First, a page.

Matching Business Credit Needs With Optimal Financing
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Making borrowing decisions often isn’t straightforward. You need to know where your business is now and have a plan for where you want to take it to decide what type of financing best meets your needs.

Determining the right type of credit facility for your business’ needs requires careful consideration. With multiple financing options, you and your banker will want to think through your strategic borrowing objectives, as well as your requirements in terms of loan purpose, financing term, securitization, and hedging needs.

Matching the loan to the life of the asset

The first step in selecting the right type of financing is to consider the useful life of the asset being financed and then match it with the financing term. For example, when buying real estate for a manufacturing facility, its useful life could be several decades or longer. So, taking a 20-year amortizing commercial mortgage loan would be an obvious choice. But when buying a truck, a five-year loan would likely be optimal.

Businesses with ongoing but variable cash needs might benefit from a working capital line of credit. This type of credit facility is typically used to fund variable and short-term needs of a business such as inventory purchases, accounts receivable build-up, payroll, operating expenses, and other routine cash outlays. A working capital line assists a business in financing the timing gaps that occur between cash receipts and its cash payments. These lines are typically one year in maturity, require monthly interest payments, are secured by working assets (accounts receivable and inventory), and are paid down through the conversion of working assets back into cash, such as the collection of the business’ accounts receivable.

Sometimes, a guidance line of credit is the right path forward, as it can be used to finance both current and future needs. “Let’s say you know that you’ll need to purchase 20 trucks during the next year, but you only need five now,” says Lisa Fox, Commercial Debt Products Executive at Regions Bank. “You can secure financing for them all and draw down on the guidance line of credit as needed. A bank can underwrite the immediate credit request as well as preapprove funding for future needs.”

Other possible types of business credit include:

  • Commercial cards, which can be an efficient way to manage staff business travel needs
  • Automated Clearing House (ACH) line which can be used to pay employees through direct deposit, pay vendors, and receive customer payments
  • Interest-rate swaps to protect borrowers from the risk of rising rates on a variable-rate term loan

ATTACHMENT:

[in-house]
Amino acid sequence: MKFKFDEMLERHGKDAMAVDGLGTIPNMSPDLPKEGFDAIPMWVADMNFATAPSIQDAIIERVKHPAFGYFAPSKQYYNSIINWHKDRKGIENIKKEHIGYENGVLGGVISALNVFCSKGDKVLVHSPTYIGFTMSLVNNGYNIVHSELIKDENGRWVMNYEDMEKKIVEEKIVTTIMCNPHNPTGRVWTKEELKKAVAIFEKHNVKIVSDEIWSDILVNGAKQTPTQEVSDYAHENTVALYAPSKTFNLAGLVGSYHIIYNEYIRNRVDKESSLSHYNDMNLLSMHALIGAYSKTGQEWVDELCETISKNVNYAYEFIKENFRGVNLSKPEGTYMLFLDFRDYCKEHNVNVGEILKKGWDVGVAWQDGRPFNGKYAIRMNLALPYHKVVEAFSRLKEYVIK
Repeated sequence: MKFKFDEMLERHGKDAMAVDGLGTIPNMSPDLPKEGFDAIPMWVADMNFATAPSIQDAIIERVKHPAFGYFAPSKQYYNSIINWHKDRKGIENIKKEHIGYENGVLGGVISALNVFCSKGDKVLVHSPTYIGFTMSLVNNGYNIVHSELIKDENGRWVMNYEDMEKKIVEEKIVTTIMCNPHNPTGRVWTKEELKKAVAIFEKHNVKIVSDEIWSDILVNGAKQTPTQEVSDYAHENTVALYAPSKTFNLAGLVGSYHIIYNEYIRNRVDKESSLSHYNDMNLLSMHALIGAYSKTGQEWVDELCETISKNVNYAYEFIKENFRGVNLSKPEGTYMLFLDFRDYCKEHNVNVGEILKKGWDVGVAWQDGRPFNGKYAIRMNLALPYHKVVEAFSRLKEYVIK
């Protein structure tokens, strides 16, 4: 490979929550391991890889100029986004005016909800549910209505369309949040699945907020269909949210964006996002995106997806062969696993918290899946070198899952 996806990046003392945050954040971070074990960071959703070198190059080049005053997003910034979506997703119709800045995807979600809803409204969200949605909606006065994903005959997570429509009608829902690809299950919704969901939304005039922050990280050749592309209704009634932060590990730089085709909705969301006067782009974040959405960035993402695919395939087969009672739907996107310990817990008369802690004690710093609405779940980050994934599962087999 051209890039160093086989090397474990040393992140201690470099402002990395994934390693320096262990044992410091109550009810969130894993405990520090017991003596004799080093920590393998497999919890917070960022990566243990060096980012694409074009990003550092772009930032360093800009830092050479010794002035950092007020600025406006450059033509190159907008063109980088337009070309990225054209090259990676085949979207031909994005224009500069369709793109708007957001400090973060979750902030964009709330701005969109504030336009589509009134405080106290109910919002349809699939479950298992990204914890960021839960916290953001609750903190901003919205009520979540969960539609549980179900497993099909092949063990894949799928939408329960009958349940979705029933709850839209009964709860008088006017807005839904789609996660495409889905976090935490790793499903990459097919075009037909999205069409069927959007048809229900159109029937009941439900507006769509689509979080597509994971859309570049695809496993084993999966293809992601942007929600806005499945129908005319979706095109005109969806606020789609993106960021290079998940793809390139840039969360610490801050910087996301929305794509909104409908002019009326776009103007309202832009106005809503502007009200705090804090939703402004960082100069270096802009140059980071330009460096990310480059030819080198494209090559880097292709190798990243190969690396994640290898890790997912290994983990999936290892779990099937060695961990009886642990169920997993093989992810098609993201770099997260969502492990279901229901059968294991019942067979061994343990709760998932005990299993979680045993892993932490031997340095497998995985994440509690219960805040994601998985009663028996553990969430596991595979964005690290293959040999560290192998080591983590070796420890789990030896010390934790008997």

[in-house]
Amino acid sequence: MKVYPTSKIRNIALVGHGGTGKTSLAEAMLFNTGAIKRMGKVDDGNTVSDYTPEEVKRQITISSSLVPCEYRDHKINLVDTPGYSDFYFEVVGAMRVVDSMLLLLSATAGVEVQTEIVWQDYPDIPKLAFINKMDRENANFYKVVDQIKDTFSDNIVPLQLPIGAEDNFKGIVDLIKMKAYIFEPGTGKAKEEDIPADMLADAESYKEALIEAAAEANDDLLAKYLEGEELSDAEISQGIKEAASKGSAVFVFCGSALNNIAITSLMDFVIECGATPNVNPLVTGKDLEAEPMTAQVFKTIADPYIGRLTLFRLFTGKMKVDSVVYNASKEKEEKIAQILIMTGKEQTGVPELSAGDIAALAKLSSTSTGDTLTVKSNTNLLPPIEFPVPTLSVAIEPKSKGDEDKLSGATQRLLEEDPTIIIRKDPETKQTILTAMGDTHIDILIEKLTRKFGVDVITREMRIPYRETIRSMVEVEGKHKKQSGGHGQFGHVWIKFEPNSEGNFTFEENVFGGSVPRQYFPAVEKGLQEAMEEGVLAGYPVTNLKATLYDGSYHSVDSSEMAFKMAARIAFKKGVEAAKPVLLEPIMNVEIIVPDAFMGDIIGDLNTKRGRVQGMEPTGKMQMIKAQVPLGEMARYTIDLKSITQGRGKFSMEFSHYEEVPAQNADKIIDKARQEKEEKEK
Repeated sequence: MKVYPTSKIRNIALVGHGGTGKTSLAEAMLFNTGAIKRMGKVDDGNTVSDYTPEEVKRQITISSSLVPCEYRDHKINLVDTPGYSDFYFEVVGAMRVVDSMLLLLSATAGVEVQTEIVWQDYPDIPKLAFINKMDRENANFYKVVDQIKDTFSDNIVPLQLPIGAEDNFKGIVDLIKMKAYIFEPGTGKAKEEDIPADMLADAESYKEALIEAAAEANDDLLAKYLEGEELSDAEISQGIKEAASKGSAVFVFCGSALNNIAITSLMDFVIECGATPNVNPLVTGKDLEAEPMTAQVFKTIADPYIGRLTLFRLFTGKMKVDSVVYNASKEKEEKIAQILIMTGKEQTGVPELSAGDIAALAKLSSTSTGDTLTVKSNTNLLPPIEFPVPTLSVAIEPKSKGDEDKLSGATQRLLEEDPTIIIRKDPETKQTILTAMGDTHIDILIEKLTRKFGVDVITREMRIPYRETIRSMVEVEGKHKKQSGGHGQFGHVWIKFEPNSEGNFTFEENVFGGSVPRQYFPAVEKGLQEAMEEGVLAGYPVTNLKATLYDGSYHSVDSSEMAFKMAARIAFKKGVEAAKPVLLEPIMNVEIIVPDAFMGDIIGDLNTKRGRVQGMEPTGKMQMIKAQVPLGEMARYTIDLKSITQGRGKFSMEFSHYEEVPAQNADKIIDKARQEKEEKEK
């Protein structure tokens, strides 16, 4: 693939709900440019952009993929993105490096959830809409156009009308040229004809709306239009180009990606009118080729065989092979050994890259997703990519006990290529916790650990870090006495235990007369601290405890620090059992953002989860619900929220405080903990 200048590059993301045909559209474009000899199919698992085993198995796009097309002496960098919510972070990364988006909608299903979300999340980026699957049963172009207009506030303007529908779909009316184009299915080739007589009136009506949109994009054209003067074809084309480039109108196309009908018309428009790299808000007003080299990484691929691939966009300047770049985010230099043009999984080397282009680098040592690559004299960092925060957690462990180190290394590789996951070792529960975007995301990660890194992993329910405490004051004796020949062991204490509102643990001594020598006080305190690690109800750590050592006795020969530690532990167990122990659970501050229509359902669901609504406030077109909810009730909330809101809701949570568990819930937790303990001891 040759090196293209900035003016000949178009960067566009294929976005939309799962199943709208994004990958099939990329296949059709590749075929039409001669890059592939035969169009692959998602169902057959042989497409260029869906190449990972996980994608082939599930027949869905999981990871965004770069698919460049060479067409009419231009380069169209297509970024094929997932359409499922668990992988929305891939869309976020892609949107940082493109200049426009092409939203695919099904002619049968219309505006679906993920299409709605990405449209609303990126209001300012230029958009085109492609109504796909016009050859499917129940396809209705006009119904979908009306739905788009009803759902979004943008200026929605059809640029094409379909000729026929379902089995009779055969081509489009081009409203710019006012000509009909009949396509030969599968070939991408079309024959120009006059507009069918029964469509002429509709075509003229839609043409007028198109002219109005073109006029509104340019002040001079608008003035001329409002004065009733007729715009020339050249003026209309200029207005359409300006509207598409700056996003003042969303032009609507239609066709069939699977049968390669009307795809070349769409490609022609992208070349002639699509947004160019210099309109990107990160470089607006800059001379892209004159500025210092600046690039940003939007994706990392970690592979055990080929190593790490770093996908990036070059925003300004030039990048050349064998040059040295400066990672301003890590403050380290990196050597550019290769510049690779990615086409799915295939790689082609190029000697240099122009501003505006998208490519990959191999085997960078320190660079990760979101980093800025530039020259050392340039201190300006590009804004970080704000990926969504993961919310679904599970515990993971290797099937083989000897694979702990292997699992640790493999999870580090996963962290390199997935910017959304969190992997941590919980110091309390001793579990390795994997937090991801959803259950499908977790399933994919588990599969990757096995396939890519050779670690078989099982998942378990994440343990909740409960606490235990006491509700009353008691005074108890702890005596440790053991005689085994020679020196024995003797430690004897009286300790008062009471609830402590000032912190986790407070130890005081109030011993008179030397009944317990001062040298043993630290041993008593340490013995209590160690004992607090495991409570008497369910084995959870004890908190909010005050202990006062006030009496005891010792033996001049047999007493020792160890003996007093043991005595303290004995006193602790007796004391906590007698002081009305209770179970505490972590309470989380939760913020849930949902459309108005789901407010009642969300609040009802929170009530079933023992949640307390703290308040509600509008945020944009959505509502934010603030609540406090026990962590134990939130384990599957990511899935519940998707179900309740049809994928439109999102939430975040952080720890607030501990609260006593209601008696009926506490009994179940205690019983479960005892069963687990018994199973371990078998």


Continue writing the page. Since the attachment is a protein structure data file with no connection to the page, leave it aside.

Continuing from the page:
“Offering a credit-worthy client the ability to hedge its floating rate debt against rising rates may prove beneficial. An interest rate swap can lock you in at a fixed rate for the duration of your loan in a period of rising rates,” Fox says. “It’s an attractive option if you want to hedge against rising rates. Maybe you took out a 15-year variable-rate loan five years ago when rates were low, but it may be risky to maintain exposure to variable rates as interest rates rise.”

For example, the Federal Reserve Bank’s benchmark federal funds rate stood just above zero percent from December 2008 through November 2015. The latest increase, in March 2018, brought the rate to between 1.5 and 1.75 percent, and the Fed has indicated the likelihood of two additional 0.25 percentage point hikes this year — with more to come in 2019. The median estimate for the 2019 federal funds rate is 2.9 percent by year’s end.

Making borrowing decisions often isn’t straightforward. There’s a lot to consider, especially in terms of the type of loan that best fits your business strategically. “You need to know where your business is now and have a plan for where you want to take it,” Fox says.

In addition to relationship managers who get to know the client’s business, Regions Bank’s industry and sector specialists can provide assistance. Learn how Regions Securities can help you make the right credit decisions for your business.

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This information is general in nature and is not intended to be legal, tax, or financial advice. Although Regions believes this information to be accurate, it cannot ensure that it will remain up to date. Statements or opinions of individuals referenced herein are their own—not Regions'. Consult an appropriate professional concerning your specific situation and irs.gov for current tax rules. Regions, the Regions logo, and the LifeGreen bike are registered trademarks of Regions Bank. The LifeGreen color is a trademark of Regions Bank.